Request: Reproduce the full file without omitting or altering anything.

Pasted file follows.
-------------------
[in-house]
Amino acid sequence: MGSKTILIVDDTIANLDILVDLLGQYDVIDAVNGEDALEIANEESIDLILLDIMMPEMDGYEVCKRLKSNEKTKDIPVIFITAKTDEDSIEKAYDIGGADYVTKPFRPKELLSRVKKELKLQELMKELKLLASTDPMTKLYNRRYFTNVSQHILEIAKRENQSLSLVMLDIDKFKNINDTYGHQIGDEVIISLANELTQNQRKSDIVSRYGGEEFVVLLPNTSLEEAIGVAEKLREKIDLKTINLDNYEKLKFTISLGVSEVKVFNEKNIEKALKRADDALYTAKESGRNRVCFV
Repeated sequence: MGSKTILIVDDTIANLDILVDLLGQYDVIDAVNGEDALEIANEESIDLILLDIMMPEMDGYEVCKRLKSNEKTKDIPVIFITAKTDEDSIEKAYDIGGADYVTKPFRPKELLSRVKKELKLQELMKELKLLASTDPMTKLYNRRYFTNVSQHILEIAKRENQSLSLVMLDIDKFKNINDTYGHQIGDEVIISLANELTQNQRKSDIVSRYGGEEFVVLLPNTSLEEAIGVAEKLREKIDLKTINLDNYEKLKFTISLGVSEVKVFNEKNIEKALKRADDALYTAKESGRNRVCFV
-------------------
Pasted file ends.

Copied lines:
[in-house]
Amino acid sequence: MGSKTILIVDDTIANLDILVDLLGQYDVIDAVNGEDALEIANEESIDLILLDIMMPEMDGYEVCKRLKSNEKTKDIPVIFITAKTDEDSIEKAYDIGGADYVTKPFRPKELLSRVKKELKLQELMKELKLLASTDPMTKLYNRRYFTNVSQHILEIAKRENQSLSLVMLDIDKFKNINDTYGHQIGDEVIISLANELTQNQRKSDIVSRYGGEEFVVLLPNTSLEEAIGVAEKLREKIDLKTINLDNYEKLKFTISLGVSEVKVFNEKNIEKALKRADDALYTAKESGRNRVCFV
Repeated sequence: MGSKTILIVDDTIANLDILVDLLGQYDVIDAVNGEDALEIANEESIDLILLDIMMPEMDGYEVCKRLKSNEKTKDIPVIFITAKTDEDSIEKAYDIGGADYVTKPFRPKELLSRVKKELKLQELMKELKLLASTDPMTKLYNRRYFTNVSQHILEIAKRENQSLSLVMLDIDKFKNINDTYGHQIGDEVIISLANELTQNQRKSDIVSRYGGEEFVVLLPNTSLEEAIGVAEKLREKIDLKTINLDNYEKLKFTISLGVSEVKVFNEKNIEKALKRADDALYTAKESGRNRVCFV